We arrived at the SECC at 3pm and one of the first people we saw was our friend Karen. She told us that the queue for the heart enclosure was just up the hall and that we could still join it. I said that we only had seated tickets and she said they were selling standing tickets now at the box office. We didn't have to think twice, we bought tickets and quickly sold our seated tickets for cost prices to grateful fans.
We joined the very organised heart queue. One of the things I love about the Scottish shows is that they are always well organised and most of the more obsessive fans who are at the front of every queue tend not to get that far north!
We were let into the heart at 6.20pm in an orderly manner. After going in we couldn't go out into the main hall, but there was no need to as there was a merchandise stall, refreshments and toilets just for the heart crowd, absolutely brilliant almost like being VIPs!
The support band was a local band The Cosmic Rough Riders which I enjoyed and who the crowd loved. Then it was U2 and the audience went wild! There was plenty of room to move about and even though we are both small we could easily see everything on stage.
Bono seemed very tired, I think all the physically and even more the emotional and psychological strain of the last few weeks were catching up with him. But he still put all he had left into the show. The crowd were great, you can always feel the special Celtic bond between the audience and U2 when in Scotland. Glasgow was a last minute addition to the tour as well and I think the crowd really appreciated that too.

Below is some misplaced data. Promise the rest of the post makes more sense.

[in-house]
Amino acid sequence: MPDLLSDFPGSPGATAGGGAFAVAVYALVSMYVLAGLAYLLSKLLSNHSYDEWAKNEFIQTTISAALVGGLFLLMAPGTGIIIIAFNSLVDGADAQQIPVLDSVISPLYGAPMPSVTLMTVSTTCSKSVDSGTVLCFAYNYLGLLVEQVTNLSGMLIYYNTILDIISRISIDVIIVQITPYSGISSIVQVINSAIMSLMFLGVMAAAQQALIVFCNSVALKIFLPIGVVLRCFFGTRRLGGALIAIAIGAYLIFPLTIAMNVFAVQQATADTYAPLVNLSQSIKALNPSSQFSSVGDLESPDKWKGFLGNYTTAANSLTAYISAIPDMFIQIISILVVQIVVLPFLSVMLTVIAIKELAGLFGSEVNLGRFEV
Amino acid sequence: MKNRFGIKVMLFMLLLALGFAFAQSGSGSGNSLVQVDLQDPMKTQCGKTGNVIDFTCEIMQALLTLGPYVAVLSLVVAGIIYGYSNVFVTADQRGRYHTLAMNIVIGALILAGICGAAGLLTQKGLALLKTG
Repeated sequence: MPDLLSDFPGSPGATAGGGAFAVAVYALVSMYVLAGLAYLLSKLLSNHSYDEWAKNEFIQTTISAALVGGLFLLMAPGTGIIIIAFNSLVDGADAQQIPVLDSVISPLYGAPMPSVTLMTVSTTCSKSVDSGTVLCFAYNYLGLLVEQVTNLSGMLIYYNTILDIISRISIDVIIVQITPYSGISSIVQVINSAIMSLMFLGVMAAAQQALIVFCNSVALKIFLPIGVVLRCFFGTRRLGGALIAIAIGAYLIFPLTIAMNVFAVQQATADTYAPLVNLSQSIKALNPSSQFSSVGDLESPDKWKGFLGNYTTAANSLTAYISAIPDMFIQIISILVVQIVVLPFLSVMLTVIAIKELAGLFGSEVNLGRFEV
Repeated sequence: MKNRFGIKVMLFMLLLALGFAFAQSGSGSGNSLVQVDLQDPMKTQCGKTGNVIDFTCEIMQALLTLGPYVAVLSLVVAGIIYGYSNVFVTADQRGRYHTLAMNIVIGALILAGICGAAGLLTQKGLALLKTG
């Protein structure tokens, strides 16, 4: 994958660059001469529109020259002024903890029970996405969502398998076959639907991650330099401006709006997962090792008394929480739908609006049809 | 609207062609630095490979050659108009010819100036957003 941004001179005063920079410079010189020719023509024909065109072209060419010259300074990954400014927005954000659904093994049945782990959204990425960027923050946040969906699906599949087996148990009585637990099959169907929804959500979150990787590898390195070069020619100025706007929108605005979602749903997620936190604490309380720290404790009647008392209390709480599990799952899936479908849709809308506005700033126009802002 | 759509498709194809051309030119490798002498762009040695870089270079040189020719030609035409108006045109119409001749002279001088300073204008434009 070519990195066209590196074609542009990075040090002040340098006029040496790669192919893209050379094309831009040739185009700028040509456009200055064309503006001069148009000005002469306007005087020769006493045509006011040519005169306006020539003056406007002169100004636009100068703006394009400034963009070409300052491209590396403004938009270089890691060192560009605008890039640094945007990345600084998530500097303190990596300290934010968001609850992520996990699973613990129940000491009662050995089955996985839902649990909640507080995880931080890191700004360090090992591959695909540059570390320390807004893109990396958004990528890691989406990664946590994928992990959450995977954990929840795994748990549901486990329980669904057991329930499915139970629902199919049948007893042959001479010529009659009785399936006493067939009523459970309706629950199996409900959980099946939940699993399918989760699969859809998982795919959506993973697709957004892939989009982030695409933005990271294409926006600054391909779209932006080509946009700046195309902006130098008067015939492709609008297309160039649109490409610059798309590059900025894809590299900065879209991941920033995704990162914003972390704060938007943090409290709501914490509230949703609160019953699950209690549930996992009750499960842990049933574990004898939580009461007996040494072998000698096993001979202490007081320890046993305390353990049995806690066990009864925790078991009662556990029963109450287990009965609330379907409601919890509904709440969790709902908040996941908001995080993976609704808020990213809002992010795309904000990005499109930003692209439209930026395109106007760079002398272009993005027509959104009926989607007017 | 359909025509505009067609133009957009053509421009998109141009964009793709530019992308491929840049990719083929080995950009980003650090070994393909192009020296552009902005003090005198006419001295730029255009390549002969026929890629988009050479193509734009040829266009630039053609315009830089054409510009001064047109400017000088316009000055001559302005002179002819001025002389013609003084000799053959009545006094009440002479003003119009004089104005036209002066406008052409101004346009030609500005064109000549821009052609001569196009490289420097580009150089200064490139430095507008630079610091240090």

It was quite a short show, no New York or In A Little While. The song that really got to me that night was With Or Without You. Bono said, "This is for my dad - and this is for you" to us. Later he said that the audiences at shows during that time helped him get through those difficult personal times, and by singing that song at Glasgow he was telling us that. It was a very emotional performance and there were quite a lot of tearful people in the crowd including me.
Mysterious Ways was special that night, it wasn't playful and earthy like in London, it was spiritual, that's the only way I can describe it. Bono totally lost himself in the music. He had said earlier in the tour that music is magic, well we saw a bit of that magic in Glasgow that night.
It's always a bit sad at the end of the last U2 show you are going to see on tour. This UK leg of Elevation had been very special because of the illness and death of Bono's father. I was quite emotional myself and related a lot to Bono, because my mother too was terminally ill at the time and died a few months after his father.
Bono shared stories about his dad with us and gave us an insight into what he was like, and it struck me that in many ways Bono was very like him. All this created an intimacy about these shows, a closeness, as we supported Bono emotionally as he poured his heart out to us in each show. It could only happen at a U2 show and I feel really privileged to have been part of it all, they were truly special times that I will never forget.